Patient Information Sheet – Epidural
What is an Epidural?
An epidural is a form of a regional anesthesia involving injection of drugs through a catheter placed in to the epidural space. The injection leads to a loss of sensation (anesthesia) and a loss of pain (analgesia), in accordance with the medication administered.
The epidural space is a part of the human spine inside the spinal canal separated from the spinal cord and its surrounding cerebrospinal fluid by the dura mater.
Today, epidurals are widely accepted as an integral part of the non-surgical management of lower back pain. While the effects might be temporary, ranging from one week upto one year, an epidural can be very beneficial for patients suffering from an episode of severe back pain.
What is an Epidural used for?
Pain relief is the most important purpose for which an epidural might be administered.
Here we list some of the most important and common uses of an epidural:
- For pain relief, when surgery is not contemplated.
- As an adjunct to general anesthesia. The anesthetist may use epidural analgesia in addition to general anesthesia.
- For temporary pain relief, to facilitate rehabilitation.
- As the only technique for surgical anesthesia. A Caesarean section for childbirth is the most common example in this category.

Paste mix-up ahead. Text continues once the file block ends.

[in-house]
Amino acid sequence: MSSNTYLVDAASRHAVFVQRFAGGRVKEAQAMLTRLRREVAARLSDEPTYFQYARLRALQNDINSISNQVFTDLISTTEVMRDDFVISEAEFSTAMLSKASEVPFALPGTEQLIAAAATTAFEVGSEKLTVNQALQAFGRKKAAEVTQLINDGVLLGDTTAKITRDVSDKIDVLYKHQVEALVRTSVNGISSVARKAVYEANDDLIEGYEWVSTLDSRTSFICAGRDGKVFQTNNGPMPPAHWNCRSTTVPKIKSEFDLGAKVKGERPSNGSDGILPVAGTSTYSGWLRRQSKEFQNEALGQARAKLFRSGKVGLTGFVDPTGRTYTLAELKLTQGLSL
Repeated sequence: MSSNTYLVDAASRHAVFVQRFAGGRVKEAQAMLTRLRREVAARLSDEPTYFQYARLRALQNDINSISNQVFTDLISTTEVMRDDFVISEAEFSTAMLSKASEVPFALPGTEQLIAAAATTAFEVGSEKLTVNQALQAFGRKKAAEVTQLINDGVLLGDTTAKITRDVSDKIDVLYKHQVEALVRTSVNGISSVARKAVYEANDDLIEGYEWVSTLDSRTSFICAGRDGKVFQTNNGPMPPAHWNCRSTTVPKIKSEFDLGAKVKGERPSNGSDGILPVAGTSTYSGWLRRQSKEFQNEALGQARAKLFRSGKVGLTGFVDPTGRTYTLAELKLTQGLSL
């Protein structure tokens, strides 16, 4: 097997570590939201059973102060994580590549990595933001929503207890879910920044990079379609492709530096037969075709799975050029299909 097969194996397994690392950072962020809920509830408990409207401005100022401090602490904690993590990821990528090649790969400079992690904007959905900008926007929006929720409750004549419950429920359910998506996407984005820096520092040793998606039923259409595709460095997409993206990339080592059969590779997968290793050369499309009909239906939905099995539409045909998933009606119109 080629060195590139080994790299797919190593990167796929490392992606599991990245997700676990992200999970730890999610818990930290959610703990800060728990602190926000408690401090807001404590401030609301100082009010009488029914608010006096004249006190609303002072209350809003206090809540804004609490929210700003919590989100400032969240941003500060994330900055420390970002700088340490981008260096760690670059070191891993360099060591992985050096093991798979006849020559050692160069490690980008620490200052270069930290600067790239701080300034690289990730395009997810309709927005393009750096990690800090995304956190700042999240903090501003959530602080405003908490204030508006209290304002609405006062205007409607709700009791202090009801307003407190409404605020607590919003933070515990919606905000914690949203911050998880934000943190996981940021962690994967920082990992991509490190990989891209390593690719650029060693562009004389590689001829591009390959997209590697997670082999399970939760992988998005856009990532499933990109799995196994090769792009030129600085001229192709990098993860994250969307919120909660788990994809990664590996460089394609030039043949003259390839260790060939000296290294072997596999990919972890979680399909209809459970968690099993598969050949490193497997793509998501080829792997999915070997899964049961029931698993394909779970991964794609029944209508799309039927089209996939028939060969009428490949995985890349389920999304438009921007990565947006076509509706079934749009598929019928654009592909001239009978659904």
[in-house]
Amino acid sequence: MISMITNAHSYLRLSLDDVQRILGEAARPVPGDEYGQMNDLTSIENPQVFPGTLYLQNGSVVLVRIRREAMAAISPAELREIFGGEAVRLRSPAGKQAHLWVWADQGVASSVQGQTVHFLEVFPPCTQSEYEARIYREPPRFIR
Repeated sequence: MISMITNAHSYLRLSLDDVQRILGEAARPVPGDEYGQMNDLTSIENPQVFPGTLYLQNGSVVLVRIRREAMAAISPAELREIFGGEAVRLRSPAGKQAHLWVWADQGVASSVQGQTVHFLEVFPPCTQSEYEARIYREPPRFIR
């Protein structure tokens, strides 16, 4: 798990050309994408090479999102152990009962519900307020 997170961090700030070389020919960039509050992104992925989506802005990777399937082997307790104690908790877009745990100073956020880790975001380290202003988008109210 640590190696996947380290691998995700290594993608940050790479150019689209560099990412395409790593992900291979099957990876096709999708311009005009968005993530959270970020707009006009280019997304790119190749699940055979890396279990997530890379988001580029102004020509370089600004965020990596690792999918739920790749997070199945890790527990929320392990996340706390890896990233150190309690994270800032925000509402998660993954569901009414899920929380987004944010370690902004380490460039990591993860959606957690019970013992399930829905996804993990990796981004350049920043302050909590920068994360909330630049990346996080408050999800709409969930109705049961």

- For post-operative pain relief, analgesics might be given in the epidural space for a few days after the surgery, in cases where a catheter has been inserted.
- For relief from back pain. This is normally done with an injection of analgesics and steroids into the epidural space.
- For the treatment of chronic pain or palliation of symptoms in terminal care, usually for short or medium term.
The most common local anesthetics used for the above listed purposes include:
Research shows that an epidural is most useful for analgesia for the abdomen, pelvis or legs as compared to the analgesia for the chest, neck or arms.
When a catheter is placed into the epidural space, the effects of the analgesia may be prolonged for several days, if required.
What is the procedure?
An epidural should be administered only by specialists, qualified and trained to do the procedure, such as an anesthesiologist, radiologist, neurologist, physiatrist and surgeon.
The entire procedure takes between 15 and 30 minutes. Here we list the main steps involved:
- The patient lies flat on an x-ray table on the abdomen.
- Before the injection is administered, the skin is numbed with lidocaine.
- Using fluoroscopy.i.e. live x-ray for guidance, the physician directs a needle toward the epidural space.
- Once the needle is in the exact position, the epidural solution is injected.
- The patient is then kept under observation for 15 to 20 minutes.
What are the risk factors?
Thought quite infrequent, but this procedure also has certain potential risks and side effects, including:
- Nerve damage
- Dural puncture
- High blood sugar
- Stomach ulcers